5 Common “Culture Monsters” That Lurk in the Workplace You Should Avoid At All Costs


You spend a huge chunk of your time at work. And while having an interesting job that pays well and offers benefits is awesome, those aren’t the only requirements of a great work-life these days. The other part of it all is being motivated and feeling like you’re able to positively contribute to your company’s success. And on top of all of that, it’s important to be able to enjoy the people you’re with and the environment you’re in.

Even if you had all of these things (lucky you!) no workplace is totally perfect and completely without conflict. 

And in fact, some conflict isn’t a bad thing; some healthy disagreements at work help you grow and some arguments even end up bringing about creative and innovative ideas. But negative energy and workplace conflict in and of themselves can have awful and expensive consequences. Depending on the situation, these things in the workplace that we call “culture monsters” can really decrease harmony and wreak havoc on efficiency in a variety of ways.

If you’re trying to live your best work-life at your current job, or if you’re currently dusting off your resume to find a new job that’ll make you happier, keep these little “monsters” in mind; these are 5 common culture “monsters” that lurk in the workplace, which you should avoid at all costs:

Backstabbing: “It’s her fault!”

Everyone works as a team and has each other’s backs. That’s what we all want in a job. Yes, competition is natural and a degree of it is healthy, but when co-workers want to get ahead and will throw you under the bus to do it, that’s something to worry about.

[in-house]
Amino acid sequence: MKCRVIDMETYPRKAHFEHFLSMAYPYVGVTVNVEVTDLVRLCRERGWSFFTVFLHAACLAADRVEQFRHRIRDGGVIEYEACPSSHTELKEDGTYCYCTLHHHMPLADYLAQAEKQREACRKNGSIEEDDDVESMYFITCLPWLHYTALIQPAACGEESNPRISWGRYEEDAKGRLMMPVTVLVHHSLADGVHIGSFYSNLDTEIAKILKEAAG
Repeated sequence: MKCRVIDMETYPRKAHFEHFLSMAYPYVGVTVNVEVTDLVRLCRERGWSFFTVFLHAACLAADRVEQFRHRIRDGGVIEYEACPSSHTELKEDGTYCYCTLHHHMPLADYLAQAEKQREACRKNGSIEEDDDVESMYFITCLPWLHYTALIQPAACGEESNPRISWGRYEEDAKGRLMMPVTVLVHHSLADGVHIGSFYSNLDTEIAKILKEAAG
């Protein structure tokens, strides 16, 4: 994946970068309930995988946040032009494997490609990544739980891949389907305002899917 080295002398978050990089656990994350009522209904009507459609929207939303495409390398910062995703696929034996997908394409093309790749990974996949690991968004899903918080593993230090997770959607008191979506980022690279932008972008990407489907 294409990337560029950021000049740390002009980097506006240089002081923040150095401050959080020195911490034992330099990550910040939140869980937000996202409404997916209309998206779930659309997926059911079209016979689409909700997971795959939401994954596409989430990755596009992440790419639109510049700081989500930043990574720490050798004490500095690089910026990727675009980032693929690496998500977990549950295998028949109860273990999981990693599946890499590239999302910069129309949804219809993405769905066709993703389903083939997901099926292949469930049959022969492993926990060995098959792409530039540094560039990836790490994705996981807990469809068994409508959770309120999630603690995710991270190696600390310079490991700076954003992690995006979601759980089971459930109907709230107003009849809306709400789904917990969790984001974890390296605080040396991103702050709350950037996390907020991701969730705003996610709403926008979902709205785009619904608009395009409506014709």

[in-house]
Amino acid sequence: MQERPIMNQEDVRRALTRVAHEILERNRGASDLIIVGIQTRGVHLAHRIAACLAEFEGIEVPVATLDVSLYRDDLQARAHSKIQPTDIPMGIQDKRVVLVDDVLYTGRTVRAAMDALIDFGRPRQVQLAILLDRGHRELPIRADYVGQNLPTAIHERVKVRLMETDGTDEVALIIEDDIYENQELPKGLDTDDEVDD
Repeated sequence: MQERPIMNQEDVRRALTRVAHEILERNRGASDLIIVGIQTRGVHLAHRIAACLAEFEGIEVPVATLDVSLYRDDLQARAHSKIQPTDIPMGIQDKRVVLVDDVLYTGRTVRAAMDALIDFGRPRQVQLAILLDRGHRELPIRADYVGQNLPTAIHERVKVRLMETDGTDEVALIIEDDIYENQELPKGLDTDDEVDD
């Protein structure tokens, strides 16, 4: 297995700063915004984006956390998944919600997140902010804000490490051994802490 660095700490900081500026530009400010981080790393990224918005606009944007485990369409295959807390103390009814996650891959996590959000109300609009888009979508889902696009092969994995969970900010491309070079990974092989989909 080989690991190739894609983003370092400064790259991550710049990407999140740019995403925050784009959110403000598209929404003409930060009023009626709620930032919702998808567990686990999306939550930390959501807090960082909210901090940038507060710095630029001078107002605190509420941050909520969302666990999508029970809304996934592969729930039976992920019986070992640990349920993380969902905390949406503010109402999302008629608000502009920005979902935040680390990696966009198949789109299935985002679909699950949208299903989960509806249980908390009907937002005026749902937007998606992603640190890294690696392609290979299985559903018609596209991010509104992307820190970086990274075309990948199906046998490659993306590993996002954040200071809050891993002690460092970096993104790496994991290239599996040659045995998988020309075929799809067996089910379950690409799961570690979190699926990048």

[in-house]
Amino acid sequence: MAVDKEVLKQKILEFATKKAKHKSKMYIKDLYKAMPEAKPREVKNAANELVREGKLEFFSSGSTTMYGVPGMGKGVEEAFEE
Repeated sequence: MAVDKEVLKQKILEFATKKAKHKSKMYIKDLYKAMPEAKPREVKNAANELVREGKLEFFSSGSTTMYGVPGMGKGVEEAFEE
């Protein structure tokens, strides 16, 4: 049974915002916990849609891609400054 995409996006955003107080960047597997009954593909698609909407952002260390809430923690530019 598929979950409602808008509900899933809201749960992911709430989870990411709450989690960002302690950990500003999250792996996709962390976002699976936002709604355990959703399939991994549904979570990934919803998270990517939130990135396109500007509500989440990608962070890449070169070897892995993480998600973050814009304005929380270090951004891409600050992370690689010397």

If you find yourself in a workplace where it’s every man for himself, it will be difficult to get much accomplished because you will be worried about what is being said behind your back.


Negativity: “That will never work!”

Not every idea is going to be a winner, but a culture that constantly poo-poo’s every brainstorm has a problem. How will they continue to be relevant for the future?

Even one negative person affects the entire team’s morale, bringing down enthusiasm and energy.

It’s important to watch for this before you get hired, if you can help it. Is there evidence of negativity in the job interview? Do they mention team-building and other positive ways to create harmony? If not, think twice before accepting a position.


Indifference: “It doesn’t really matter to me.”

Employees who don’t feel appreciated are beat down and worn out over time until they just don’t care. This is probably a worse blow to a company’s culture than a negative employee. At least co-workers can ignore negativity. Indifference, however, seeps into other people until there are entire teams that are just going through the motions. This is a frustrating scenario for employees craving to perform well.


Resistant to change: “But we have always done it this way!”

Change is a great thing in the workplace. Otherwise we would all still be talking on rotary phones, banging away on typewriters.

This is one culture monster that job candidates can sniff out in the interview by asking targeted questions. “What new plans will I be involved in over the next year?” “How are you planning to stay ahead of competition?” If the answers are vague, or the interviewer doesn’t have one, alarm bells should ring.


Lack of communication: “They never tell me anything!”

Robust, two-way communication is ideal for a company culture to thrive and for each team to understand their part in reaching company goals. Unfortunately sometimes managers hoard information and only give it to their team on a perceived need-to-know basis. This does NOT encourage feelings of loyalty or inclusion and can be irritating and de-motivating for employees.

Company culture is going to be one of the most important things about a job that determines whether or not a person is satisfied and happy. The good news is that, by researching the company online and asking specific questions during the interview, applicants can get a decent picture of the culture and whether or not any of these “monsters” are roaming their halls.


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